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From Charles Feduke <charles.fed...@gmail.com>
Subject Re: Analyzing data from non-standard data sources (e.g. AWS Redshift)
Date Sun, 25 Jan 2015 14:39:56 GMT
I'm facing a similar problem except my data is already pre-sharded in
PostgreSQL.

I'm going to attempt to solve it like this:

- Submit the shard names (database names) across the Spark cluster as a
text file and partition it so workers get 0 or more - hopefully 1 - shard
name. In this case you could partition ranges - if your primary key is a
datetime, then a start/end datetime pair; or if its a long then a start/end
long pair. (You may need to run a separate job to get your overall
start/end pair and then calculate how many partitions you need from there.)

- Write the job so that the worker loads data from its shard(s) and unions
the RDDs together. In the case of pairs the concept is the same. Basically
look at how the JdbcRDD constructor requires a start, end, and query
(disregard numPartitions in this case since we're manually partitioning in
the step above). Your query will be its initial filter conditions plus a
between condition for the primary key and its pair.

- Operate on the union RDDs with other transformations or filters.

If everything works as planned then the data should be spread out across
the cluster and no one node will be responsible for loading TiBs of data
and then distributing it to its peers. That should help with your OOM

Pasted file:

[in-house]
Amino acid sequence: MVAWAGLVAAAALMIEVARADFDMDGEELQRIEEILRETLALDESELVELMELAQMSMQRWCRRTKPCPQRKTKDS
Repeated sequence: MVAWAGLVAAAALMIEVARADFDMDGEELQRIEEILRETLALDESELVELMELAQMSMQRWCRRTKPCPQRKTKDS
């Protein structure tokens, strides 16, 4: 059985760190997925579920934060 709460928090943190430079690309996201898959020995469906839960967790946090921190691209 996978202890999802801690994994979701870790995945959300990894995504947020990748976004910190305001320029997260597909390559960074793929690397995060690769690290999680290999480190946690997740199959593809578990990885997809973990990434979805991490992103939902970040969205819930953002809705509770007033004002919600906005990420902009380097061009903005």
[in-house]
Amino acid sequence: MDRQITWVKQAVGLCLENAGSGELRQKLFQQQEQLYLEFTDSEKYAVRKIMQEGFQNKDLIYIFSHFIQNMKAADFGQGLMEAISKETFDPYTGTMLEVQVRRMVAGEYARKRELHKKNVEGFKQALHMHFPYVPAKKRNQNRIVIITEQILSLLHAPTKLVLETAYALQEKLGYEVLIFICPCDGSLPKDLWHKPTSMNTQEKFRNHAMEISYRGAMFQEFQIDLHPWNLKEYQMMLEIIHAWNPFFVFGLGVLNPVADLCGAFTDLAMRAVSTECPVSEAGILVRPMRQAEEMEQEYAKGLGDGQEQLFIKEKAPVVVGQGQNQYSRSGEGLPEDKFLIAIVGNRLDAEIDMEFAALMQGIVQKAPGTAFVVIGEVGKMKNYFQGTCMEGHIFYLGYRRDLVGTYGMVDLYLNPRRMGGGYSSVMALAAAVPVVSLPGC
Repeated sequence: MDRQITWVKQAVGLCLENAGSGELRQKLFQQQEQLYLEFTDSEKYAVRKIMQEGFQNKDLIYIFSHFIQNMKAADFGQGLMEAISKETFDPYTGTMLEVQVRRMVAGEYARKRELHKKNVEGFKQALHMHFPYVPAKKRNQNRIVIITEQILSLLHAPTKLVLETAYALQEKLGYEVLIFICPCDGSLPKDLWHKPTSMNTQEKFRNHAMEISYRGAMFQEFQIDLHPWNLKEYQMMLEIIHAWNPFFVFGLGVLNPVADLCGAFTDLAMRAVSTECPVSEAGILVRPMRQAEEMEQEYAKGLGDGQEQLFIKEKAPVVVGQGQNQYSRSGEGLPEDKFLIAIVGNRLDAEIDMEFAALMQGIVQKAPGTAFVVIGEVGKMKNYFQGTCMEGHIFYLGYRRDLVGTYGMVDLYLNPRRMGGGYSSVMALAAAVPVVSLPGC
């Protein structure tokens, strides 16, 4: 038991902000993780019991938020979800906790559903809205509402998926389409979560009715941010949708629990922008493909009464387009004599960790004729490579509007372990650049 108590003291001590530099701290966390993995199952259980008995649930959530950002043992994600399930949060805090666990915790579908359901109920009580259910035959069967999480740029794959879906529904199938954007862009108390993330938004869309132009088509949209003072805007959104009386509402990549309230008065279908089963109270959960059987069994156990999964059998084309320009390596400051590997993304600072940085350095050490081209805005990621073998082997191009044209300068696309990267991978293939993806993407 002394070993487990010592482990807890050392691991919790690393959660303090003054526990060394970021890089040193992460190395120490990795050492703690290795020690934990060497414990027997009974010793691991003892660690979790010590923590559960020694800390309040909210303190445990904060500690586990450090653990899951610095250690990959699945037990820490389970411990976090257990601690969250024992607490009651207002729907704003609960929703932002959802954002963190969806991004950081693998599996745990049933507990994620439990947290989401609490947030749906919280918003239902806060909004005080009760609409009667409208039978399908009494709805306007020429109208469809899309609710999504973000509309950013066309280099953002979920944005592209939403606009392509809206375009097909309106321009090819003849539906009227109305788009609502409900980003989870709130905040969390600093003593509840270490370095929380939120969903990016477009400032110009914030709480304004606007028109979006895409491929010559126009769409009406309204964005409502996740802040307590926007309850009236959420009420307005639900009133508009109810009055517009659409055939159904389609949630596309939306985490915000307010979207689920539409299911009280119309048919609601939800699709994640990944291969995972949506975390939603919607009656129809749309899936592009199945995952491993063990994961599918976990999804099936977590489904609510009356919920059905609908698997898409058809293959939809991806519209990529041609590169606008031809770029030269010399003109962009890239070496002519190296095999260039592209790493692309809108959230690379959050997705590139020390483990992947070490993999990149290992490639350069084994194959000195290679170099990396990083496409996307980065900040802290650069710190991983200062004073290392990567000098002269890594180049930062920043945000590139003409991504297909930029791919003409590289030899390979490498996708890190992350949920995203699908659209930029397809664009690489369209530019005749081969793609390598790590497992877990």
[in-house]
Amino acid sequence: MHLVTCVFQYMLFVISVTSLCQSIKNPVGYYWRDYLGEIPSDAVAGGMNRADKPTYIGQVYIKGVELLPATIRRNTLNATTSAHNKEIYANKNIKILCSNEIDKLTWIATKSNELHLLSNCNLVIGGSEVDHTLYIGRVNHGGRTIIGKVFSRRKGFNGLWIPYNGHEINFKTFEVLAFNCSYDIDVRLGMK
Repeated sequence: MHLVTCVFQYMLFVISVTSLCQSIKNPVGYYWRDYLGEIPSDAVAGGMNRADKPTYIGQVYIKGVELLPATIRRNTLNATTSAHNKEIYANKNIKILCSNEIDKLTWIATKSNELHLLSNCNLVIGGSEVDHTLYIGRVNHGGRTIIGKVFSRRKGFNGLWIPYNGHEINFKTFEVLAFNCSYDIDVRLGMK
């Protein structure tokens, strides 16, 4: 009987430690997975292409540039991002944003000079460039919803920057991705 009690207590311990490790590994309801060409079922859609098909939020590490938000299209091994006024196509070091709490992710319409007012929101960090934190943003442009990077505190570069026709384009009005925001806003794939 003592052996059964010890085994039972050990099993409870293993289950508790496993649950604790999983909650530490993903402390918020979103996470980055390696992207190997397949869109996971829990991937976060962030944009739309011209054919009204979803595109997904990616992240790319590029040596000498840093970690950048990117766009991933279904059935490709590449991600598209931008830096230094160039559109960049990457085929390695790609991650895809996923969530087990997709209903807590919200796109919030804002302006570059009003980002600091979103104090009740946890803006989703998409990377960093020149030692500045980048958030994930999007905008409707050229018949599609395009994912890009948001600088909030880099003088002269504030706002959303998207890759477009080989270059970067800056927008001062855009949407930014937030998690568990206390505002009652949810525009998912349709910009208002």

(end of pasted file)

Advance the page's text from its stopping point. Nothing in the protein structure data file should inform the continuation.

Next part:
problem.

Of course this does not guarantee that the data is balanced across nodes.
With a large amount of data it should balance well enough to get the job
done though.

(You may need to run several refinements against the complete dataset to
figure out the appropriate start/end pair values to get an RDD that is
partitioned and balanced across the workers. This is a task best performed
using aggregate query logic or stored procedures. With my shard problem I
don't have this option available.)

Unless someone has a better idea, in which case I'd love to hear it.


On Sun Jan 25 2015 at 4:19:38 AM Denis Mikhalkin <denismo@yahoo.com.invalid>
wrote:

> Hi Nicholas,
>
> thanks for your reply. I checked spark-redshift - it's just for the unload
> data files stored on hadoop, not for online result sets from DB.
>
> Do you know of any example of a custom RDD which fetches the data on the
> fly (not reading from HDFS)?
>
> Thanks.
>
> Denis
>
>   ------------------------------
>  *From:* Nicholas Chammas <nicholas.chammas@gmail.com>
> *To:* Denis Mikhalkin <denismo@yahoo.com>; "user@spark.apache.org" <
> user@spark.apache.org>
> *Sent:* Sunday, 25 January 2015, 3:06
> *Subject:* Re: Analyzing data from non-standard data sources (e.g. AWS
> Redshift)
>
> I believe databricks provides an rdd interface to redshift. Did you check
> spark-packages.org?
> On 2015년 1월 24일 (토) at 오전 6:45 Denis Mikhalkin <denismo@yahoo.com.invalid>
> wrote:
>
> Hello,
>
> we've got some analytics data in AWS Redshift. The data is being
> constantly updated.
>
> I'd like to be able to write a query against Redshift which would return a
> subset of data, and then run a Spark job (Pyspark) to do some analysis.
>
> I could not find an RDD which would let me do it OOB (Python), so I tried
> writing my own. For example, tried combination of a generator (via yield)
> with parallelize. It appears though that "parallelize" reads all the data
> first into memory as I get either OOM or Python swaps as soon as I increase
> the number of rows beyond trivial limits.
>
> I've also looked at Java RDDs (there is an example of MySQL RDD) but it
> seems that it also reads all the data into memory.
>
> So my question is - how to correctly feed Spark with huge datasets which
> don't initially reside in HDFS/S3 (ideally for Pyspark, but would
> appreciate any tips)?
>
> Thanks.
>
> Denis
>
>
>
>
>

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